Increasingly, DSLRs are being used by professional videographers and enthusiastic amateurs. As is pretty much standard by now, both the cameras support Full HD video recording. However, only the Nikon D600 offers clean HDMI output for its video files, something that's likely to be extremely appealing to the professional.
Both cameras feature a variety of frame rates and can record up to 29 minutes and 59 seconds of continuous footage.
Canon EOS 6D vs Nikon D600: Wi-Fi
Considering that camera companies have in the past claimed that it is very difficult to integrate such connectivity into the heavy and tough bodies of DSLRs, it's quite interesting to see it appear here.
Integrated Wi-Fi has a number of benefits, including direct uploading to social networking sites, emailing and storage of images straight to the cloud. Perhaps more interesting is the ability to control the camera wirelessly via a dedicated Remote app for both iOS and Android smartphones and tablets.
Although the Nikon D600 doesn't have inbuilt Wi-Fi, it is compatible with a WU-1b adaptor, which adds the connectivity. It will set you back an extra £64.99/$59.95, though.
Canon EOS 6D vs Nikon D600: screen and viewfinder
Both the Nikon D600 and Canon EOS 6D have a 3.2-inch LCD screen on the back of the camera, but the Canon just about pips it in terms of resolution, with its 1,040,000 dot device. That's not to say the Nikon D600 is poor, though, with its 921,000 screen.
Meanwhile, the Nikon D600's viewfinder is likely to be appreciated by many because it's able to offer 100% coverage, compared with the Canon EOS 6D's 97%.
Canon EOS 6D vs Nikon D600: price and availability
Here's the most contentious issue. As it stands the Nikon D600 has a more expensive list price than the Canon EOS 6D, coming in at £1,955.99/$2,096.95. Meanwhile, the Canon EOS 6D's RRP is £1,799.99/$2,099 body only. It's very likely, however, that the Nikon price will come down significantly once it has been around for a while.
The Nikon D600 is already available to buy, while those looking for a Canon EOS 6D will have to wait until December to get their hands on one.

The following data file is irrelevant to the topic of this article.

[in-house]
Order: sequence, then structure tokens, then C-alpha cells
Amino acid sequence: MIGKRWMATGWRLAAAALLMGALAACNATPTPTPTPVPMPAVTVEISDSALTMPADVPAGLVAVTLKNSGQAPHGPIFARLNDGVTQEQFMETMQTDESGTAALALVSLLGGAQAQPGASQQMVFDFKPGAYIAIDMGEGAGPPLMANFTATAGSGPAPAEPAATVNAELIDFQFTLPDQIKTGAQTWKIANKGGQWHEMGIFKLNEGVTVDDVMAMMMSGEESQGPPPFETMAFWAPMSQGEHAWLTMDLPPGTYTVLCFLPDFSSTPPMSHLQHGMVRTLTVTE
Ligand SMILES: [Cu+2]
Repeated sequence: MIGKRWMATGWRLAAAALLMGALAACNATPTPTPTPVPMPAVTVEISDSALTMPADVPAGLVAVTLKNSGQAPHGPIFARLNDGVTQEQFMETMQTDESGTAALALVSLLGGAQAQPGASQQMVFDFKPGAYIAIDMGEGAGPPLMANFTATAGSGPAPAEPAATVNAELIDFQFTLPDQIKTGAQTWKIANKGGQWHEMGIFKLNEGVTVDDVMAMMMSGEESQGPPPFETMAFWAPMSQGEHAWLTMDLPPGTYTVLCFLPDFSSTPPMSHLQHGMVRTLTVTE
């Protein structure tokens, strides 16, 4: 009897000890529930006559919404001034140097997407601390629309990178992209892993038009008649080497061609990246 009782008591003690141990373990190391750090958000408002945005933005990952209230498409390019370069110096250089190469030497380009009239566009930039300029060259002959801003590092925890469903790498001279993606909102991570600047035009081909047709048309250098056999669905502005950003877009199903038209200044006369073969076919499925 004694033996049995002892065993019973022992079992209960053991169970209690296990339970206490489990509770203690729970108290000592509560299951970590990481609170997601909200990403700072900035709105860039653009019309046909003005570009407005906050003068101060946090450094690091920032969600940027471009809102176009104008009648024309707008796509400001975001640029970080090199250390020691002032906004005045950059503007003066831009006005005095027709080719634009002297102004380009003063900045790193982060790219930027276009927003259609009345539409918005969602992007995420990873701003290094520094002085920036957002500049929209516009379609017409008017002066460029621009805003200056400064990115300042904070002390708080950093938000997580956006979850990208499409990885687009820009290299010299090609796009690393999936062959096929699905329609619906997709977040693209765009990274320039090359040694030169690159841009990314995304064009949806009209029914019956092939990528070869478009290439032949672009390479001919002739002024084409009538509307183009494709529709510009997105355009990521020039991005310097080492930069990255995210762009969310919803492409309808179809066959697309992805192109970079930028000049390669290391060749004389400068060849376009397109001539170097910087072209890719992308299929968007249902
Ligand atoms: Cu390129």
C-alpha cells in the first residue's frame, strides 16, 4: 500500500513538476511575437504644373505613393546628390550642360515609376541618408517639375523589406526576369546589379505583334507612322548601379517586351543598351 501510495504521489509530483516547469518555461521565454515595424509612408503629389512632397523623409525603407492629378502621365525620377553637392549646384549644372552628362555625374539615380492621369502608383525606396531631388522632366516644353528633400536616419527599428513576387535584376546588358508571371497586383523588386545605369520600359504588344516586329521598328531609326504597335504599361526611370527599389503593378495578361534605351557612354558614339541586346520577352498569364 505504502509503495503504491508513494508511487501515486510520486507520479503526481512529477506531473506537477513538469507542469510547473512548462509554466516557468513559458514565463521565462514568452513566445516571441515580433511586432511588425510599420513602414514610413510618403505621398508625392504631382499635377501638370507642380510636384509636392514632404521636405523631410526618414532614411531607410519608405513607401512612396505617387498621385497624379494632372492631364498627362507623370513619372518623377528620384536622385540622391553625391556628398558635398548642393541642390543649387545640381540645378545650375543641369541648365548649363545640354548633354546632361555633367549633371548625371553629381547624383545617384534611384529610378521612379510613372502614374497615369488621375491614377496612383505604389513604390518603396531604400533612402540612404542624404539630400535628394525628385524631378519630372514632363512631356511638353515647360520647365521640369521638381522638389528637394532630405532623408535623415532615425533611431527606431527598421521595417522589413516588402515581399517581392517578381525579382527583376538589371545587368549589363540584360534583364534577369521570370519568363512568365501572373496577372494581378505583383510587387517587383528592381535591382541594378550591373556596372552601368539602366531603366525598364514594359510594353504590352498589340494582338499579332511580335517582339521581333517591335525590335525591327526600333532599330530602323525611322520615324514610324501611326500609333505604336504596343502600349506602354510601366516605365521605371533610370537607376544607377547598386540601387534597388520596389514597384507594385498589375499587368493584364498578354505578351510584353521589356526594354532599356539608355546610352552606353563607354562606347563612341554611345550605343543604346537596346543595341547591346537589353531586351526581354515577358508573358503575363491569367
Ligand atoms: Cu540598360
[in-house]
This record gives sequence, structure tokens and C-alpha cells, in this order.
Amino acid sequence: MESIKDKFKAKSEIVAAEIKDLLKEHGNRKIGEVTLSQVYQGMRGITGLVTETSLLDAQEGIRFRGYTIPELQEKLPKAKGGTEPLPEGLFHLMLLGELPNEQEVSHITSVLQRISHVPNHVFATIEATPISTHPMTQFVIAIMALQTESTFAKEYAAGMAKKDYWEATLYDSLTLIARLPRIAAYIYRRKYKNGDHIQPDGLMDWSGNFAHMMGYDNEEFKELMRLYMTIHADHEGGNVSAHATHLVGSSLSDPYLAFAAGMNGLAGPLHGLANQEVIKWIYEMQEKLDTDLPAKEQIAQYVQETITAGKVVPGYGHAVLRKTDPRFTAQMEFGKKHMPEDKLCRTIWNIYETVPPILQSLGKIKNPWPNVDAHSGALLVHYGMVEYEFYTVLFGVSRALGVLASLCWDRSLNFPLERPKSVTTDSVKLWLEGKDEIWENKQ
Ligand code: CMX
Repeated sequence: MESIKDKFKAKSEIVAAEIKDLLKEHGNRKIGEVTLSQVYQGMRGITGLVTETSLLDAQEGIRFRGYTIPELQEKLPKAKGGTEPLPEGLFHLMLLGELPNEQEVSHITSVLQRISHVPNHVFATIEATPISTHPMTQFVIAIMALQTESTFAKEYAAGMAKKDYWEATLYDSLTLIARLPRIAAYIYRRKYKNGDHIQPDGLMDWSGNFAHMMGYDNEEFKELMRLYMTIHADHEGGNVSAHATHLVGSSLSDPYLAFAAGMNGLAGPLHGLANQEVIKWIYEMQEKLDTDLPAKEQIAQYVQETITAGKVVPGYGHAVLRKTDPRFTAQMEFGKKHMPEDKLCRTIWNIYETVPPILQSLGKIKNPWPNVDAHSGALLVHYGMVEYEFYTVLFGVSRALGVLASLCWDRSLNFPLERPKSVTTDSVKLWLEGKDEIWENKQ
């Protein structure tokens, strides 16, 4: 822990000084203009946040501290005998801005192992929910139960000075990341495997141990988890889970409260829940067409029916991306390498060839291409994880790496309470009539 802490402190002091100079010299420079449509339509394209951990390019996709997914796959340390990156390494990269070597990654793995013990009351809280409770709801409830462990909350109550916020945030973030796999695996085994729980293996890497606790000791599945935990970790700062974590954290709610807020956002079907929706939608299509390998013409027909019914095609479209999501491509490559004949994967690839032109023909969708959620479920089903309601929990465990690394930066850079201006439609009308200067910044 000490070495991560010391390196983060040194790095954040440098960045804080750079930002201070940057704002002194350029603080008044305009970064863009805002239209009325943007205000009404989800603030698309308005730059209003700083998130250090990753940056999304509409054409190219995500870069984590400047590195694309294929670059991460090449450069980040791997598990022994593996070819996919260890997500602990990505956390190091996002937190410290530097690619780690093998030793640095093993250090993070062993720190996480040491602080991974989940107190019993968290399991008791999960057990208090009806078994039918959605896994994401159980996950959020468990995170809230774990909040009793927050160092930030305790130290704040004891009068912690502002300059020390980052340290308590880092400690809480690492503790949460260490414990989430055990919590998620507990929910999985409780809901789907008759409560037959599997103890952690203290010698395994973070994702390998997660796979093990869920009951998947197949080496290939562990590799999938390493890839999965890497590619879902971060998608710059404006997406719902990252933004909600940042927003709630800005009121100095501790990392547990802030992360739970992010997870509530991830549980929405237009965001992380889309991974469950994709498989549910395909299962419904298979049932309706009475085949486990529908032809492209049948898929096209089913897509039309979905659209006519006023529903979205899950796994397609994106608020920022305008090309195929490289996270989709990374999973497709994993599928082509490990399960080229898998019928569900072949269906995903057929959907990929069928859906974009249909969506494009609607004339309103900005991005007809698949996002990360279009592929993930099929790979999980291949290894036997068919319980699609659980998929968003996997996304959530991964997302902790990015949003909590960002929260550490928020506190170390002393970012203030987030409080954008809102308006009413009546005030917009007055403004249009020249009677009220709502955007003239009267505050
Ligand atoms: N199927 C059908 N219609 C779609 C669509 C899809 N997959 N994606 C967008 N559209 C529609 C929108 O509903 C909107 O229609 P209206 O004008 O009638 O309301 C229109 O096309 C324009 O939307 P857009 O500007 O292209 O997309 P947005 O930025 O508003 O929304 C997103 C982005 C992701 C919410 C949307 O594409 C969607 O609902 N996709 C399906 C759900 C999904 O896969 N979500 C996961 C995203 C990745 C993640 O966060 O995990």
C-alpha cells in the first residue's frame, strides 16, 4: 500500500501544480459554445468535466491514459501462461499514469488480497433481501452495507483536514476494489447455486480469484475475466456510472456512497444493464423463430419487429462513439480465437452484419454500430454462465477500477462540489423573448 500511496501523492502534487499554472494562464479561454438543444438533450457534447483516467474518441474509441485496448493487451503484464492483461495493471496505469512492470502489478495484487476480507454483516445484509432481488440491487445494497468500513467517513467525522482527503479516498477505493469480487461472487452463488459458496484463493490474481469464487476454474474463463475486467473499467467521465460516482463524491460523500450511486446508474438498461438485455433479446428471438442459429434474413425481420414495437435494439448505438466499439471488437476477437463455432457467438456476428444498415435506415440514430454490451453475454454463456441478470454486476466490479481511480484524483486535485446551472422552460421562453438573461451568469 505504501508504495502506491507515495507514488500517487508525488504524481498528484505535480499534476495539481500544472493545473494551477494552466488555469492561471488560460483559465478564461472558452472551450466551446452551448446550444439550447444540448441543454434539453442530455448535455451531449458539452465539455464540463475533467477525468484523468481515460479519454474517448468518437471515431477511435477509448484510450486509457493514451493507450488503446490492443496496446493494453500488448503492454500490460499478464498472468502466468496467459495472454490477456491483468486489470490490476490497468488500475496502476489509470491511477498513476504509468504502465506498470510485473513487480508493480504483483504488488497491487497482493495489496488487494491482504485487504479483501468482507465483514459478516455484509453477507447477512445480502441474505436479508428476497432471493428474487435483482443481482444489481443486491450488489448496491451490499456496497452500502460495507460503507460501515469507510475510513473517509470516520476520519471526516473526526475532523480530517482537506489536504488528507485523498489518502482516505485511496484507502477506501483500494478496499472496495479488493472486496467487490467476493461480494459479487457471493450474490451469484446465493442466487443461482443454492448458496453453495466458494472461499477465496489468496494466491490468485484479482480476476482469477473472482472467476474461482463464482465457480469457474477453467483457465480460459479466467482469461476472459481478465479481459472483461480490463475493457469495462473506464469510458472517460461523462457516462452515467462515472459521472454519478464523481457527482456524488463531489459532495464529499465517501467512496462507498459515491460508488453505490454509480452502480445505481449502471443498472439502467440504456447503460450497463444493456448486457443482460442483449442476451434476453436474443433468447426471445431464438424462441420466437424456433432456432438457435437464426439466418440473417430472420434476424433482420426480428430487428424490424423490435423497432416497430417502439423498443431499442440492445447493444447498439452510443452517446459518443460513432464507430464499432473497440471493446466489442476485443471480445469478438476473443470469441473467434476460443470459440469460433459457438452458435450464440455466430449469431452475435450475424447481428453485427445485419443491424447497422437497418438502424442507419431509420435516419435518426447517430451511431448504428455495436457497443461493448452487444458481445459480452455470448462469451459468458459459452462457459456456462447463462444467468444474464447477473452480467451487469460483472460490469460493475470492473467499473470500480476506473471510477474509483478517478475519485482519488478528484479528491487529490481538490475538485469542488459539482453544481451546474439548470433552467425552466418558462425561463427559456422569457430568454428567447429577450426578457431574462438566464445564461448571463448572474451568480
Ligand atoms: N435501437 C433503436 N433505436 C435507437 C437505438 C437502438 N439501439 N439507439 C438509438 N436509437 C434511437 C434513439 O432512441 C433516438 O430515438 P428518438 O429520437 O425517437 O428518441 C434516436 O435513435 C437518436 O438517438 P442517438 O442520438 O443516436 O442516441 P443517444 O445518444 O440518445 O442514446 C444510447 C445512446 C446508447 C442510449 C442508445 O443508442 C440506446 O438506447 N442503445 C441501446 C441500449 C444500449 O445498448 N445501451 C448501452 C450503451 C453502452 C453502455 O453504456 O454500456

Canon EOS 6D vs Nikon D600: verdict
Pitching the Canon EOS 6D and Nikon D600 against each other is something many consumers are bound to do, but actually, when you examine the cameras a little more thoroughly, they are in fact fairly different propositions.
Aside from the fact that both cameras are full-frame, there are benefits to both systems. However, on paper at least, the Nikon D600 seems to offer the better package, even if it does cost a little more money for the moment.
Nikon has a more advanced camera on its hands, with the greater number of AF points, clean HDMI output and 100% viewfinder coverage. The Nikon D600 is likely to appeal both to newcomers to full-frame cameras and those looking for a second camera in a Nikon D800 or D4 setup.
On the other hand, the Canon EOS 6D is arguably more beginner friendly, especially with the inbuilt Wi-Fi functionality. The 11 autofocus points may seem a little low compared with the many points offered by other cameras, but it is perhaps a little less intimidating to a new user.
It goes without saying that those with a stack of full-frame compatible lenses will no doubt be drawn towards whichever brand they have already invested in. However, those fresher to the market face a more difficult decision that will likely be based on whichever features are more personally appealing.